Farewell Clay Dove is the second book of poetry from Sophia Falco published by UnCollected Press.
“Sophia Falco is a talented, imaginative, driven, raw, crafty, and original poet whose writings overcome and transfigure the stigma and challenges of bipolar disorder in well- crafted poetic forms that communicate and manage the heights and depths of her being-in-the-world. Farewell Clay Dove tracks the levitations and journeys, the loneliness, terrors, illness, as well as the poetic wonder of her journey to health, autonomy, and bliss in imagery of, crimson doves, golden hours of sunset, shrinking stars, hospitals, rocket ships, radiant horses, sheer mania at noon. It is a work of wholeness, honesty, psychic quest, and probing intelligence.”
—Rob Sean Wilson, University of California at Santa Cruz
I am woefully behind in announcing Jason Gerrish’s exceptional and peerless book OLD STATE ROAD. I am so far behind, because I have been struggling mightily to do it justice. I have felt strongly that this book requires an announcement that approximates the elegance, refinement, and uncompromising commitment to as pure and unadulterated an artistic aesthetic as I have come across in my 40+ years in publishing. This is just such a good book and on so many levels. The poems are the product of an artist, two artists – poet and photographer – who clearly know how to coerce beauty into words and images with patience and passion and finely-honed tradecraft.
Jason Gerrish’ poem, Cello Suite, is included in this book. Cello Suite is the winner of UnCollected Press’ Charles Bukowski Prize for Poetry. The contest was gratifying for the editors at UnCollected Press/The Raw Art review because of the numbers and the quality of the entries. There were so many good poems to read. Cello Suite emerged from the many exceptional poems as the most moving, artfully wrought and important poem that we read. It is entirely possible, I still do not know after reading the book many times, that Cello Suite, may not be the best poem of the bunch. There are a lot of other poems that shift, unsettle, and move me at my core. I go back to individual poems as they return to my memory while washing dishes, or reading something else, or nuzzling my pup, or walking on the Trolley Trail. I go back to Jason Gerrish’ poems all the time. I remember them often, individually – a poem must be powerful and impactful – a searing radiance in the dark background – for that to happen so often.
The poems are juxtaposed and balanced, appearing in counterpoint with the equally fine and moving photography of Brad Daulton. Brad Daulton’s photos, like Jason Gerrish’s poems, are individually fine works of art. They are also the product of an artist opening himself to the depths of understanding for inspiration. Brad Daulton’s photos find that thing – the largely indescribable thing at the heart of a moving piece of art. And, like Jason, Brad has the expert tradecraft skills to transform his discoveries into artwork, photos, that are breathtaking in their artistic expression.
In OLD STATE ROAD, each poem, and each photo stands firmly on its own as a sublimely finished work of art. Every poem and every photo also have been integrated into a book that articulates dazzling beauty, forceful impact and penetrating import, and perhaps that most evasive of achievements, true relevance – pure meaning. Poems and photos alternate, and the counterpoint and contrast, juxtaposition and compliment, work beautifully in harmony.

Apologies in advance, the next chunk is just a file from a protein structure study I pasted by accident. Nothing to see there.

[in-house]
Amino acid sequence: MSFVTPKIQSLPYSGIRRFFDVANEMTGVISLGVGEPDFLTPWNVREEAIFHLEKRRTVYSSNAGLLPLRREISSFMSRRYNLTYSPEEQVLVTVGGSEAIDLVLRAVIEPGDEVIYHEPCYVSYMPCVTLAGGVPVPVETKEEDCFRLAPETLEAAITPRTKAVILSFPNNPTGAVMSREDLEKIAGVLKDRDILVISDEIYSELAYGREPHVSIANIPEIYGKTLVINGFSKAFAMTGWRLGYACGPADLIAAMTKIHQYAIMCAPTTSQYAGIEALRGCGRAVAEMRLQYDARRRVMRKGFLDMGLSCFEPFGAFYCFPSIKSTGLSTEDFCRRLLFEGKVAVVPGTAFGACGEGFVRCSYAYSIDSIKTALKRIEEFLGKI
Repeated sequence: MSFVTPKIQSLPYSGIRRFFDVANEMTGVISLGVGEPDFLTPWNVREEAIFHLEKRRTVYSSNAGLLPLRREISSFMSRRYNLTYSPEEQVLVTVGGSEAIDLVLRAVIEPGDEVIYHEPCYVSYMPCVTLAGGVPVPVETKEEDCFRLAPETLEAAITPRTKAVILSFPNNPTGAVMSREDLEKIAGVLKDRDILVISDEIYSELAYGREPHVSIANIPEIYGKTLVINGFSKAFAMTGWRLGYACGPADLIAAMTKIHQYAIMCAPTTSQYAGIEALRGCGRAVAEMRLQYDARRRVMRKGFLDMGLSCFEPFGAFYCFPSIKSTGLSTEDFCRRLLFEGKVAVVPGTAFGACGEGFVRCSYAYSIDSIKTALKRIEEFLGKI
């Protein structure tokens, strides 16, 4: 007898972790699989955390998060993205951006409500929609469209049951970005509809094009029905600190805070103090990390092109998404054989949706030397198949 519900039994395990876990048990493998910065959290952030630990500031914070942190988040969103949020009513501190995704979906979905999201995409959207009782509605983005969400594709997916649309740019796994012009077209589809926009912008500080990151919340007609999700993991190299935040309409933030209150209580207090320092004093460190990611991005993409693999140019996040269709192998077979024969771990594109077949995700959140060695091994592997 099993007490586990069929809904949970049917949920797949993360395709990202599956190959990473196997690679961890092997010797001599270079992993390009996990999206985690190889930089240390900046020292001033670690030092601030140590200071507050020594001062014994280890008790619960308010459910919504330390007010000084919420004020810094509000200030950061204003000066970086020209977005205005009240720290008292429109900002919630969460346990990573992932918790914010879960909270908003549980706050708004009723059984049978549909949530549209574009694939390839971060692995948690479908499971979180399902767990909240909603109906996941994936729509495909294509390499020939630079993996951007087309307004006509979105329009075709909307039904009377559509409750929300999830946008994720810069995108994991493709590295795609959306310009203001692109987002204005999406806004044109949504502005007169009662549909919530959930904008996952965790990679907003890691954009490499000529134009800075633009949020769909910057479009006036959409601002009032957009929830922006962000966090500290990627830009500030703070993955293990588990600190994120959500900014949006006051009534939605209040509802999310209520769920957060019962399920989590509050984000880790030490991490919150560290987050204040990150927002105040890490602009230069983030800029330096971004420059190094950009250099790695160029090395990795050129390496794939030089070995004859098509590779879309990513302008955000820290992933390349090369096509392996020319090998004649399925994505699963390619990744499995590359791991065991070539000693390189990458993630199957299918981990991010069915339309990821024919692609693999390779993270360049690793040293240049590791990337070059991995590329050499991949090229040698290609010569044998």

We are including in our announcement the back cover image, so that you can read what some of the finest artist-editors out there have said about this book. Hopefully, we can all convince you to buy OLD STATE ROAD and to experience this rare and shining work of art.
PLEASE NOTE: Because this book demanded the best of materials, it has been printed on very fine cover stock and coated paper. In addition to the refinement of the artistic creations, UCP/RAR has selected materials for printing that are an attempt to do the refinement of the artwork justice.
I would like to address the prevailing show me don’t tell me wisdom with a particular whim and whimsey I am feeling today. As you may have already discerned or may soon discern, we lose track of conventions at UCP/RAR. We like to claim this to be a matter of principles (or willful lack thereof), but it is probably just the wind. We don’t like dogma whenever it blows in. Today, the weather is full of show-me-don’t-tell me bluster.
Today, (perhaps just-today, perhaps not), it seems to me show me don’t tell me is an argument, sometimes invert and backhanded, for photo-realism. It demands an ultimate approximation of what you see (from the prison of your own skull) in a manner that is as close to what is actually there (whatever that means) as you can make it. Assuming the variance of your arbitrary filter and the relative scope of your powers of discernment, there must still be something consistent from all pens and minds – a final standard of sameness to strive for that some will reach and some will not.
So anyway, feel free to tell us – tell away. If you want to lay in a line of abstract impulse, that is presumably yours and only yours, that’s fine – preferably something over the top – rich and purply please. We desire your effusive, hopeless, emotional, personal expression to be be liberated. We want what issues forth from your bewildered and deranged cognition. Please please please have at it without stricture. It’s fine to get the morphology geeks foaming and fulminating. That, in itself, is a precise and perfect morpheme. Oh wait should I compose a picture? Nevermind, of course you can compose your own.
As always, I do not apologize for any dazzling typos – Henry.